Thank you for sharing!

Your article was successfully shared with the contacts you provided.
“If it was up to me, you couldn’t go to law school until you’re 35 years old.” Alan Gotthelf explained the simple logic of such a belief: “You should have some sense of the world.” A man of certain accomplishment in the fields of investment, education and computer science, Gotthelf is a fresh new face on the New York legal scene. But at age 59, job-hunting has not proved to be the most dignified time of his life. “I’m swimming against the tide,” said Gotthelf, who received his J.D. in June from the Benjamin N. Cardozo School of Law. “I graduated with a bundle of honors — the cum laude and all that. I thought people would be throwing offers at me.” Nobody threw. This despite a resume that showed a bachelor’s degree from City College, a master’s in American government from Cornell University, a man who ran his own software company, and who was mayoral candidate Mark Green’s first college teacher. “But I’m a positive guy. I’m a Mets fan, after all,” he said. “Before that, I was a [Brooklyn] Dodgers fan.” HOLOCAUST LAW With that spirit, along with the fact that Gotthelf said he does not feel comfortable hiding his light beneath a bushel, a job offer did finally come — although not a paying one. “I was born broke. So what difference does it make?” Gotthelf managed to parlay classroom research work on Holocaust law into a position that may well become the final chapter of his career — namely, assisting a team of plaintiffs’ attorneys in Raymond Abrams, et al v. Soci�t� Nationale des Chemins de Fer fran�ais, the federal case pending before Judge David G. Trager in the Eastern District of New York. Cardozo Professor Richard H. Weisberg and his class — “European Legal Systems & the Holocaust” — inspired Gotthelf’s interest in less than distinguished juridical history. Which led, in turn, to his research in aid of the resulting lawsuit, commonly known as SNCF. “Gotthelf’s academic participation, and his contributions to the seminar, and in the work he chose to do in SNCF were exceptional,” said Professor Weisberg, who also serves in a consortium of seven litigators for the plaintiffs. “We’re all doing this for the moment on a pro bono basis,” said Harriet Tamen, a Manhattan solo practitioner and lead attorney for the consortium, who appointed Gotthelf as a support staff lawyer. She said, “He’s done some excellent research for us, and he’s helped us with our papers.” The suit, which seeks class action status, accuses the French national railroad ( SNCF) of contracting with the Third Reich to transport Jews and other “undesirables” to Nazi concentration camps from 1942 until the liberation of Paris in 1944. Two weeks ago, said Tamen, oral arguments were heard before Judge Trager on SNCF’s motion to dismiss, based on a claim under the Federal Sovereign Immunity Act of 1976. The plaintiffs contend that the act was never meant to apply retroactively to crimes of genocide. “I wouldn’t mind using the rest of my life, and the rest of my powers and energies, in devotion to this case,” said Gotthelf. “Believe me, I have the energy. I go to the gym every day. “And Madame [Gotthelf's companion] is very supportive,” he added. “She’s no scaredy-cat. The kids at school are all enthusiastic, too.” AVERSION TO AGE The negative age reaction that Gotthelf felt during his rounds of the law firms was matched by reaction from surprising quarters of his personal life. “A couple of lawyer friends and a doctor, they asked if I was crazy,” Gotthelf said. “They’re guys my age, but they’re the winding-down types.” But just what are the chances of finding a first-year berth in a law firm when you happen to be fiftysomething and unwilling to call it quits? Campus placement officers say that such candidates can indeed find work, with a few provisos. “Many more employers are appreciating the value of a student with life experience — let’s say value-added experience,” said Joan A. King, director of career services at Brooklyn Law School. “Now, if during the interview process they come across as know-it-alls, that’s going to be a problem. “I’ve seen that happen,” she said. “But they get back on their feet once they’ve been through interview preparation.” Ellen Wayne, dean of career services at Columbia Law School, said there was a firm-side practical problem in hiring older graduates. “What used to be a five or six-year partner track is now a 10- to 12-year process,” said Dean Wayne. “Not that anybody’s said that, but that’s the reality. “But I’ve seen that when older students come to law school, they come for a purpose,” she added. “They’ve got quite a bit of experience in the business arena, and that network will get them to the right place.” On the other hand, a hiring partner at a major Manhattan firm was less sanguine. The partner, who asked for anonymity, said that business experience does not necessarily correlate to being a productive lawyer. “It’s like Michael Bloomberg running a business and thinking that means he can run the city,” the hiring partner said. “It all boils back down to where the student did his undergraduate work, what percentile of his law school class he graduated in, what his honors were, and what other factors on the resume can tell me if, when confronted with what it means to be a lawyer, he wouldn’t be horrified and bolt. “At the end of the day, talent is talent. But, at age 59? Well, it depends on whether the person showed the vigor it would take to put up with the hazing that happens to first-, second- and third-year associates.” SHOPPING FOR SCHOOLS If vigor is measured in getting quickly to the nub of a matter, Gotthelf is Charles Atlas. “When I was shopping for a law school, I’d call up the admissions offices and ask, ‘What do you think of old people?’ ” Gotthelf said. “ I was amused by the answer at Cardozo. They already had a euphemism. ‘Returning students,’ they called us.” Jacquelyn J. Burt, assistant dean of the Center for Professional Development at Cardozo, said current success in placing older students at the law firms was encouraging. “We’re careful to make sure that they have a clear picture of what the legal workplace entails,” said Dean Burt of her older students. “And we want them to understand that while their experience will be welcomed, they are also still entry-level practitioners in a new field.” Gotthelf said he appreciated the good advice — and certain other lessons he learned along the way. “You shouldn’t date a professor like I did,” he said, by way of example. She lived, but the relationship didn’t. “I’m retooling now, but I’m not retiring. In fact, I would never use the word ‘retiring’ for myself. I think I’ll fade away, like MacArthur.”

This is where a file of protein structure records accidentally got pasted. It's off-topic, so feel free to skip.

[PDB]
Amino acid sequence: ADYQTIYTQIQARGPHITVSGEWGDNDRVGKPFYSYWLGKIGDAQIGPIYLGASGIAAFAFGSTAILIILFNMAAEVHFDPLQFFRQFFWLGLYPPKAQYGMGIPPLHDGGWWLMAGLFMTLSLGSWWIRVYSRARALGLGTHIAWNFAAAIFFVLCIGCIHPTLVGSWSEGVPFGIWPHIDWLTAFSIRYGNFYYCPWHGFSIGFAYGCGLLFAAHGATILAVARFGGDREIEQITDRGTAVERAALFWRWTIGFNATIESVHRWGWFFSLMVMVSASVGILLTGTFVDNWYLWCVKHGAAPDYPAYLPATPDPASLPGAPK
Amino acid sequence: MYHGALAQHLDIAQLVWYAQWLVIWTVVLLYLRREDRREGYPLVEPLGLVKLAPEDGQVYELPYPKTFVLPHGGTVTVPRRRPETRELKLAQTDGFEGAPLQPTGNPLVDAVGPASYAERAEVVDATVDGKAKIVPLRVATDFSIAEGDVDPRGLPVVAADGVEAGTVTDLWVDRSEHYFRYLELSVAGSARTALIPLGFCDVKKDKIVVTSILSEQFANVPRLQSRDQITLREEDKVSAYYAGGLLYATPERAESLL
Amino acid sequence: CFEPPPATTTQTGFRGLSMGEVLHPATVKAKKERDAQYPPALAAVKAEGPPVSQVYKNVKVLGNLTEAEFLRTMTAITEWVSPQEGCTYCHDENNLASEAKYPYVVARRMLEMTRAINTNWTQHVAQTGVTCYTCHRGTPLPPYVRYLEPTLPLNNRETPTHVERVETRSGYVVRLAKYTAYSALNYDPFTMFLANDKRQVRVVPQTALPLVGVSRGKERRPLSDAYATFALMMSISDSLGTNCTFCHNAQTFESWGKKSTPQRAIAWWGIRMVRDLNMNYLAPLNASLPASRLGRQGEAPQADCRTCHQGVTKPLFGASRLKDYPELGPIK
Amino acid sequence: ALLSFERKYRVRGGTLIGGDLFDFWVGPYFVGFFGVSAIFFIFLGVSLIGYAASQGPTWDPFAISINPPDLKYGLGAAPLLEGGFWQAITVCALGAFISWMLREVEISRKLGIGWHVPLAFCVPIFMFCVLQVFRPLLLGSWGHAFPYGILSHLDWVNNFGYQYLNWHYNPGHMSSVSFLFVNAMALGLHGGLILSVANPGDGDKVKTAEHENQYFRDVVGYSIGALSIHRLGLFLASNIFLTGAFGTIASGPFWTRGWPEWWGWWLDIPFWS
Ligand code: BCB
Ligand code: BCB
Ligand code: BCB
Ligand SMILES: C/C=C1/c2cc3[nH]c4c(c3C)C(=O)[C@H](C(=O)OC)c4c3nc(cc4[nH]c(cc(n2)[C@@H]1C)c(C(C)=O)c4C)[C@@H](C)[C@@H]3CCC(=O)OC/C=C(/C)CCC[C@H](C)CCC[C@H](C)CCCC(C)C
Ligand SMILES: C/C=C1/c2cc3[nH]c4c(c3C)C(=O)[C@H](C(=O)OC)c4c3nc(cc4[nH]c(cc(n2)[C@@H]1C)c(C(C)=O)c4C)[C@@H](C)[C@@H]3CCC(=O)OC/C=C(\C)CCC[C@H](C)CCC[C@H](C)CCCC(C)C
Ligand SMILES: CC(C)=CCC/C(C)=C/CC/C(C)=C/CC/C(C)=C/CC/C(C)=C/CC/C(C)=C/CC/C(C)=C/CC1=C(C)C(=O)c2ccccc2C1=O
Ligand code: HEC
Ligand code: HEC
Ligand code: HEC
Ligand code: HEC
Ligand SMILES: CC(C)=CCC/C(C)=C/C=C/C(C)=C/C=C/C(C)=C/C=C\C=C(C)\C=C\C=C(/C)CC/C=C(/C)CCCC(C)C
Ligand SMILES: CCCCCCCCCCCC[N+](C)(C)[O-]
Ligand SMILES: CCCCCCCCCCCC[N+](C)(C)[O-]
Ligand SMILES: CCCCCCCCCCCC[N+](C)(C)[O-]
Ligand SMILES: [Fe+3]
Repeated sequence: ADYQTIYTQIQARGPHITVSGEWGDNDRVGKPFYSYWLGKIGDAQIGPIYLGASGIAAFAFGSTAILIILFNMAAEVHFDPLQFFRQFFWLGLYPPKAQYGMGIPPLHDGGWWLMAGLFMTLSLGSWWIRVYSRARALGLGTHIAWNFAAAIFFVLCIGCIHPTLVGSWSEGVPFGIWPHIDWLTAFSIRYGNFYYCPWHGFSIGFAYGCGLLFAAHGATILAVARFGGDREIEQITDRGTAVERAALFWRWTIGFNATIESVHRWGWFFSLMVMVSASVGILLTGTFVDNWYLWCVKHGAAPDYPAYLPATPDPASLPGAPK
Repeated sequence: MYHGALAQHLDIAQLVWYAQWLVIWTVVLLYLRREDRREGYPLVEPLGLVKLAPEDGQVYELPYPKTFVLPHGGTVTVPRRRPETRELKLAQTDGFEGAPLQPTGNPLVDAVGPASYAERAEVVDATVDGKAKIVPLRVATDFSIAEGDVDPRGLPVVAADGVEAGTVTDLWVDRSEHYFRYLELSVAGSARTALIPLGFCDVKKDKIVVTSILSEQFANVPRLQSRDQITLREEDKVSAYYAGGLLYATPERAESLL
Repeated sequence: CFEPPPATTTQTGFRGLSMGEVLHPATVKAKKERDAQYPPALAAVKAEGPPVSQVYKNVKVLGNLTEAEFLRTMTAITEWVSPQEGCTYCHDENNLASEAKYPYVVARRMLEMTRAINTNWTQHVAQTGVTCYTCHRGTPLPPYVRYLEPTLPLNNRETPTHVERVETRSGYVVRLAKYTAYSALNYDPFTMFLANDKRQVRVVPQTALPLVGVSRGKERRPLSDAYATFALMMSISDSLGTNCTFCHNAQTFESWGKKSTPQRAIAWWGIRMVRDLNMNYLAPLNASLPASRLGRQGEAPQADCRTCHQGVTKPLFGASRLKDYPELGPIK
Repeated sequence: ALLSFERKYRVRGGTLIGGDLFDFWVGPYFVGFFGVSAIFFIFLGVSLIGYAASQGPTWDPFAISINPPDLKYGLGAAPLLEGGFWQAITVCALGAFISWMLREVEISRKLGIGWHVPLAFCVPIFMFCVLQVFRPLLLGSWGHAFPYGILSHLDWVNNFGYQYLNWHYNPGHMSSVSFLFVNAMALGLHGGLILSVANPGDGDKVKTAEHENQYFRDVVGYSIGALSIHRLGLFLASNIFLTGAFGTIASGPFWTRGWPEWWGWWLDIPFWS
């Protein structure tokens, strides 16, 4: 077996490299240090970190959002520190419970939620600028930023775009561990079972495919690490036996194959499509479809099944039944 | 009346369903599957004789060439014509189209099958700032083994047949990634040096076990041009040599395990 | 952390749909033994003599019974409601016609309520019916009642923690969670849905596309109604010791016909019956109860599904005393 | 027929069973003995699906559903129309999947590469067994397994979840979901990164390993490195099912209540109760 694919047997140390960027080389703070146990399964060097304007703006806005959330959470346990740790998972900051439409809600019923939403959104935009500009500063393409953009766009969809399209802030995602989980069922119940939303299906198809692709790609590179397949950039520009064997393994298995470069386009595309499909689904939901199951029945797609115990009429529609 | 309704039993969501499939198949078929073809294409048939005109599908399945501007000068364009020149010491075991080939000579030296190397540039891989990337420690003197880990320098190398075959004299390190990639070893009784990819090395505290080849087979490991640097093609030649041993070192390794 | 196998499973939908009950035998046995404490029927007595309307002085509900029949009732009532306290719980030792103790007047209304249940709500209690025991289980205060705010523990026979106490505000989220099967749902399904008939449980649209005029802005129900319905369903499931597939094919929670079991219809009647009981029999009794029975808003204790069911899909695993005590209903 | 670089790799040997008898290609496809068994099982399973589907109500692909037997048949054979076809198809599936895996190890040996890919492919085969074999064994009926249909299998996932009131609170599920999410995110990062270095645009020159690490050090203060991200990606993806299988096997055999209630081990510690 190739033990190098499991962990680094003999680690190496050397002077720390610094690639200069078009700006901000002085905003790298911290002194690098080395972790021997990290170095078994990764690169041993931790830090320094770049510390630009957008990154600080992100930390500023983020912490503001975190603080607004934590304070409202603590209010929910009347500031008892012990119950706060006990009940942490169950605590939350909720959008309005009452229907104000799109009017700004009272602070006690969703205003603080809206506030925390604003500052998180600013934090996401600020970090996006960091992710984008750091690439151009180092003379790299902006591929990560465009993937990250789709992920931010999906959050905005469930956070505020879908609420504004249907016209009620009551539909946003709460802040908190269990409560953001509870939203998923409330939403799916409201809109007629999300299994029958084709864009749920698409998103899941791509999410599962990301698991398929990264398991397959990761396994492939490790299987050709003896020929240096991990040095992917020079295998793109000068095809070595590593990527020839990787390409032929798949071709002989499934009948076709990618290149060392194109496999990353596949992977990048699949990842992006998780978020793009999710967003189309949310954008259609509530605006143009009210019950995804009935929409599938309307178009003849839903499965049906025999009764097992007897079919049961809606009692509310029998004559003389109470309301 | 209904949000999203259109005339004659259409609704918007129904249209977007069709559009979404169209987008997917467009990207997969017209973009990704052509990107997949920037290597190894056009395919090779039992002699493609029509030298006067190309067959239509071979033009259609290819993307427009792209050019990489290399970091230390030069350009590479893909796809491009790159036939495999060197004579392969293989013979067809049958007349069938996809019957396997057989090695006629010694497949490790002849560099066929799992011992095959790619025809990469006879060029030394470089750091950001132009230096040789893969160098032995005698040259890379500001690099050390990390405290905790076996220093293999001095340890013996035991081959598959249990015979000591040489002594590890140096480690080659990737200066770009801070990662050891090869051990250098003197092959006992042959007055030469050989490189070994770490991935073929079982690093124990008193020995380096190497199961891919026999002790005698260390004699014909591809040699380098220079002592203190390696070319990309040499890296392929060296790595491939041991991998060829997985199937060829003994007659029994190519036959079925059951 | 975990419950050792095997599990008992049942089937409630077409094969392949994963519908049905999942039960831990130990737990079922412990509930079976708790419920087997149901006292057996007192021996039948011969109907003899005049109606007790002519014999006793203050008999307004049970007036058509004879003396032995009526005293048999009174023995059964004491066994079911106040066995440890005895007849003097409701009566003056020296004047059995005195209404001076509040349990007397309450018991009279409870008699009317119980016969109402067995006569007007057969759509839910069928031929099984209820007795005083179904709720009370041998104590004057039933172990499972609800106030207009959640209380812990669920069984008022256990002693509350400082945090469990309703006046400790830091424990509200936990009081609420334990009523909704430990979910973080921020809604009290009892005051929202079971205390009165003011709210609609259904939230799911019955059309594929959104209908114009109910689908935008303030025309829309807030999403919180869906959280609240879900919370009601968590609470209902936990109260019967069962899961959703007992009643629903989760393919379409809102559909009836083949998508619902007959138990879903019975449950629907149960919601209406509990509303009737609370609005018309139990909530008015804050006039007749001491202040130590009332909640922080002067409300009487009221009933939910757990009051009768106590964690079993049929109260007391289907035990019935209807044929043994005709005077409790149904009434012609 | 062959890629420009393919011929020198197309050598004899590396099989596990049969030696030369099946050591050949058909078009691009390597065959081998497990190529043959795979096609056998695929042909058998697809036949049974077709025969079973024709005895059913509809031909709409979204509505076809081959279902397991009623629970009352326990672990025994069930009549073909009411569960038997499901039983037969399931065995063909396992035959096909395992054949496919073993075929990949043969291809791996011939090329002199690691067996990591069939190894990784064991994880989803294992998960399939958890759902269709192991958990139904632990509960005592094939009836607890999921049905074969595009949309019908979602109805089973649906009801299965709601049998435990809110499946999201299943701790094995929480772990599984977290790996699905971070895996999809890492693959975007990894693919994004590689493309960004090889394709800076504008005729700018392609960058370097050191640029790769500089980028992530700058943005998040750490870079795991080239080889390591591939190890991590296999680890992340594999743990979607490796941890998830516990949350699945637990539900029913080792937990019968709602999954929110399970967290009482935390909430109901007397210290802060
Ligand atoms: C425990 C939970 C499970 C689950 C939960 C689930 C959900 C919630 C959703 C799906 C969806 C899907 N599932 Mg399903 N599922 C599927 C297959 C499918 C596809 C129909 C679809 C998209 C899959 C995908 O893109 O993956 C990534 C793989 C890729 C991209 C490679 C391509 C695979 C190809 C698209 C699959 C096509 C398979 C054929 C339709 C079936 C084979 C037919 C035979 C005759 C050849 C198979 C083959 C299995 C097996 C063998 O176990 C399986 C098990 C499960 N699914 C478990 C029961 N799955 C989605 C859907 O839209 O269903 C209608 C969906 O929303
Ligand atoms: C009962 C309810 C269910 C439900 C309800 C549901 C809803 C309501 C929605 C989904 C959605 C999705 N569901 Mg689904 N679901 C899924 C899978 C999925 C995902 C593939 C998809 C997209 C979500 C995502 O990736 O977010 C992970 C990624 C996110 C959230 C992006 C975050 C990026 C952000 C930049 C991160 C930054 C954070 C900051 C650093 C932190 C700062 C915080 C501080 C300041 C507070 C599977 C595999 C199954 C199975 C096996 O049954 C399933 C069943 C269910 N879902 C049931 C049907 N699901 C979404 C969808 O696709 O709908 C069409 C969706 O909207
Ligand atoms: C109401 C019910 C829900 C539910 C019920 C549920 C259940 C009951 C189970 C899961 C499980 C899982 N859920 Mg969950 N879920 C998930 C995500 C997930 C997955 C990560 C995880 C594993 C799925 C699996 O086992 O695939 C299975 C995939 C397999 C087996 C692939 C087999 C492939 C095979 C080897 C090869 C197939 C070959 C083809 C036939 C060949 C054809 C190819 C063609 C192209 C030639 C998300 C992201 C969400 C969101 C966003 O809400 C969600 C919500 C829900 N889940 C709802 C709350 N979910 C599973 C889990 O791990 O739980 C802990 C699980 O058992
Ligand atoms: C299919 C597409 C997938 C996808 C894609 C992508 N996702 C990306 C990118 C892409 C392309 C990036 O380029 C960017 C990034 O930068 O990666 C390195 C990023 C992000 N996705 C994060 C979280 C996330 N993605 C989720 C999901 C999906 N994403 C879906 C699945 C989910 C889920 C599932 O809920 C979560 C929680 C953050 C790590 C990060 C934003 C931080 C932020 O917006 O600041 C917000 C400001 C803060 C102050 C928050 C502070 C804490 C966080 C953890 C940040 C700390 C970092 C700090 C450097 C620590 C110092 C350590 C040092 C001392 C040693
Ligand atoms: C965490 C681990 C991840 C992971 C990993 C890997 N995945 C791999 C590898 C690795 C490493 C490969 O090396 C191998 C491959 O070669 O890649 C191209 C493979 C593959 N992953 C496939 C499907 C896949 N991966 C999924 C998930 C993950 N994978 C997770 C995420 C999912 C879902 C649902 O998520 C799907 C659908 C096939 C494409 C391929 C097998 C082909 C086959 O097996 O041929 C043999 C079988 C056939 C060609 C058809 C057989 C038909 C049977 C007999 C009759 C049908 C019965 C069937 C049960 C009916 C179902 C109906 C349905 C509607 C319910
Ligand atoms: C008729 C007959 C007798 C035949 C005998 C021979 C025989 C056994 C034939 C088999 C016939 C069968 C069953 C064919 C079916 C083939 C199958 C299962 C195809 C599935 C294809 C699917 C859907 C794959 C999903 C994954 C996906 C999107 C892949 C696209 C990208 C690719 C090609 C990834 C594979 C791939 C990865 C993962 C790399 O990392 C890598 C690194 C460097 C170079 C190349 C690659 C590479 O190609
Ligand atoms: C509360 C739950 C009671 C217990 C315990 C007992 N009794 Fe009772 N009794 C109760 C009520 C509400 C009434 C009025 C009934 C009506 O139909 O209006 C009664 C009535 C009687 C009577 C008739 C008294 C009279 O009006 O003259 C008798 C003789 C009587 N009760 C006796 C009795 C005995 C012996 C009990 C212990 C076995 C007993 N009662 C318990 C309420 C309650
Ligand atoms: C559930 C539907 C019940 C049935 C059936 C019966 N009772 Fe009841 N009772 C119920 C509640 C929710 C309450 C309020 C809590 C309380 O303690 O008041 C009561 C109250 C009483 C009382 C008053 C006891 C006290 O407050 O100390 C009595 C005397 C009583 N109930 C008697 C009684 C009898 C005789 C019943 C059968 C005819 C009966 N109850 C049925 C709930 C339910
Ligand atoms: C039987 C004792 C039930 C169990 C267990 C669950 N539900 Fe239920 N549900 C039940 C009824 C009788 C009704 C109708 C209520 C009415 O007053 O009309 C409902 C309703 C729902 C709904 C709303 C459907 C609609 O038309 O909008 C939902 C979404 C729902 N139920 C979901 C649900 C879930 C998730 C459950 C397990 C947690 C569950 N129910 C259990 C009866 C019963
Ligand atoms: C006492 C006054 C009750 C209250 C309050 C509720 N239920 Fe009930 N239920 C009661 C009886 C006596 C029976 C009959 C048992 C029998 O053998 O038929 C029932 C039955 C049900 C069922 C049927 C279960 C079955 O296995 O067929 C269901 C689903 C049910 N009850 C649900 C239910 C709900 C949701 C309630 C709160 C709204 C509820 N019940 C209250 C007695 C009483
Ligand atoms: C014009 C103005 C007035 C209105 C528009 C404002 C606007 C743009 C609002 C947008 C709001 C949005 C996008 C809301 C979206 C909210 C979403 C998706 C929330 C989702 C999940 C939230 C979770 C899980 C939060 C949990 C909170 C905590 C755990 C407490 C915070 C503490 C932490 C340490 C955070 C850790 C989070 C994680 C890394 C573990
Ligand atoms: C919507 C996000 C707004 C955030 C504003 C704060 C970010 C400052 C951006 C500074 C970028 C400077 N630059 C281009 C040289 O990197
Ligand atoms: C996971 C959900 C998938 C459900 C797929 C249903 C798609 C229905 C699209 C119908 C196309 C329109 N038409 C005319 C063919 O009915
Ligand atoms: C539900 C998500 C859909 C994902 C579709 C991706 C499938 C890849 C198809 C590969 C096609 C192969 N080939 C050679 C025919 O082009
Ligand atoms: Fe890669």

This content has been archived. It is available through our partners, LexisNexis® and Bloomberg Law.

To view this content, please continue to their sites.

Not a Lexis Advance® Subscriber?
Subscribe Now

Not a Bloomberg Law Subscriber?
Subscribe Now

Why am I seeing this?

LexisNexis® and Bloomberg Law are third party online distributors of the broad collection of current and archived versions of ALM's legal news publications. LexisNexis® and Bloomberg Law customers are able to access and use ALM's content, including content from the National Law Journal, The American Lawyer, Legaltech News, The New York Law Journal, and Corporate Counsel, as well as other sources of legal information.

For questions call 1-877-256-2472 or contact us at [email protected]

Reprints & Licensing
Mentioned in a Law.com story?

License our industry-leading legal content to extend your thought leadership and build your brand.


ALM Legal Publication Newsletters

Sign Up Today and Never Miss Another Story.

As part of your digital membership, you can sign up for an unlimited number of a wide range of complimentary newsletters. Visit your My Account page to make your selections. Get the timely legal news and critical analysis you cannot afford to miss. Tailored just for you. In your inbox. Every day.

Copyright © 2021 ALM Media Properties, LLC. All Rights Reserved.